Just because a movie aired on Disney Channel all throughout your childhood doesn't instantly classify it as a Disney Channel Original Movie (DCOM). Some films, all pre-1997, were originally under the umbrella title of Disney Channel Premiere Films before the company changed it to DCOM.
But some movies we remember watching on Disney Channel weren't originally created to debut on the channel itself. They either debuted on related channels, like ABC, or had theatrical releases. To be fair, Disney is Disney, and we love 'em all, but still. Let's talk about this. And FYI, the 100th DCOM is happening later this year, so get excited.
The sister version of Freaky Friday was one of the final movies to air under the Disney Channel Premiere Films moniker. It's also one of the most common movies to be mistaken for a DCOM, because it just feels like it should be. Also, can we take a moment and talk about how dope Katherine Heigl was in this?
A personal favorite of mine, the Will Friedle and Elisabeth Harnois date movie originally aired on ABC for The Wonderful World of Disney. Oh, and Friedle said he'd consider doing a sequel if it had "a great story." Fingers crossed someone makes this happen!
The timeless tale of a group of paperboys out for revenge against bullies was a Disney Channel Premiere Film, not a Disney Channel Original Movie.
The OG Seventeen Again (sorry, Zac Efron), a movie about the Mowry siblings's grandparents turning back into teenagers, was originally made for and aired on Showtime, NOT Disney Channel. (I also feel like it's my duty to inform you this gem is on Netflix instant right now.)
Remember when Will Friedle and Matthew Lawrence did a movie about Satan, demons, and Hell? If you don't, trust me, it was fantastic. And like My Date with the President's Daughter, this movie originally aired on ABC as part of The Wonderful World of Disney.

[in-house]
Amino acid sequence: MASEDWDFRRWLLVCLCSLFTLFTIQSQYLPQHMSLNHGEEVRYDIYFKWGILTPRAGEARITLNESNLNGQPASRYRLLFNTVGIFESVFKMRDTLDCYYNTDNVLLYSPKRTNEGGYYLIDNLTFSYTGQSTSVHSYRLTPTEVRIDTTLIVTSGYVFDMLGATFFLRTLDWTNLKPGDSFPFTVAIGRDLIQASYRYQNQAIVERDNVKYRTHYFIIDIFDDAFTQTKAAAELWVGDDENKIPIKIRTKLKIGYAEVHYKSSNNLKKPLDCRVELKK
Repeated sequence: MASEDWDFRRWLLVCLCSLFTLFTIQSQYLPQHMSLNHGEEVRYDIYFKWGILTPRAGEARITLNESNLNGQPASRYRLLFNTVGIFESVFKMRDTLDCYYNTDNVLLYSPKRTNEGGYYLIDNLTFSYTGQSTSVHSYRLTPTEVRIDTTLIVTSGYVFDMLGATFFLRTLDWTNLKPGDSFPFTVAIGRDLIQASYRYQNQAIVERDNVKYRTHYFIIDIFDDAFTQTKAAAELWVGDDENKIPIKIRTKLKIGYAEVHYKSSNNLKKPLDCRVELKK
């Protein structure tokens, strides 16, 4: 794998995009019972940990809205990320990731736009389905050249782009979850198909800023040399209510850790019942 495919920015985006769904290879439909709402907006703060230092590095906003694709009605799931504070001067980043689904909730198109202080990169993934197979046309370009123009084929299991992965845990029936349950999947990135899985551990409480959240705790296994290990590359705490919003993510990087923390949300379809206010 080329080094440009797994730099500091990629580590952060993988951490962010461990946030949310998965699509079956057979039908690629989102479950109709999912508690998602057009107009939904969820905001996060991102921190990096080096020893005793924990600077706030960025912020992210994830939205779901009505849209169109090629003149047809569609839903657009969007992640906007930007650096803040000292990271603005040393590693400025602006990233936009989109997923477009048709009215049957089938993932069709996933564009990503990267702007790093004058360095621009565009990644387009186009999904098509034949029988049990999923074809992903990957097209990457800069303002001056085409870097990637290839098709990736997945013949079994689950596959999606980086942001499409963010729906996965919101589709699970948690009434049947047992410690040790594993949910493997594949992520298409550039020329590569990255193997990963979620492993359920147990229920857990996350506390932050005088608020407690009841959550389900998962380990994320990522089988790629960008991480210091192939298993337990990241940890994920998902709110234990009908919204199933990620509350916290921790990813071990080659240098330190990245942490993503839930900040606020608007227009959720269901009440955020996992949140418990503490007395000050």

Kirstie Alley's portrayal of a dentist in Limbo who's forced to be the Tooth Fairy before she'll be admitted into Heaven is definitely one for the books. Except, it's not included in the Book of DCOMs. It first aired on ABC as part of The Wonderful World of Disney. (Are you noticing a pattern here?)
Steve Van Wormer and the late Paul Walker played surfer bros-turned-Yellowstone park rangers. This movie actually premiered in theaters, so it's definitely not a DCOM.
The movie that made you fall in love with Shane McDermott and introduced you to a then-unknown Jack Black wearing inline skates first premiered in theaters and is a product of Warner Bros Pictures.
Like Wish Upon a Star and The Paper Brigade, this awesome (but sadly, forgotten) film was a Disney Channel Premiere Film. It first aired on Super RTL, a German TV network that partners with Disney.
The movie about the POTUS's bratty son (Brock Pierce) and his Secret Service agent (Sinbad) debuted in theaters, not on Disney Channel.
One of several '90s movies that scared TF out of you as a kid (hi, Don't Look Under the Bed), Tower of Terror was based on the Walt Disney theme park ride and originally aired on ABC for — you guessed it — The Wonderful World of Disney.
Sorry, High School Musical fans, but the third installment in the popular Disney franchise is technically not a DCOM. Why? Because it debuted in theaters (on my birthday, might I add).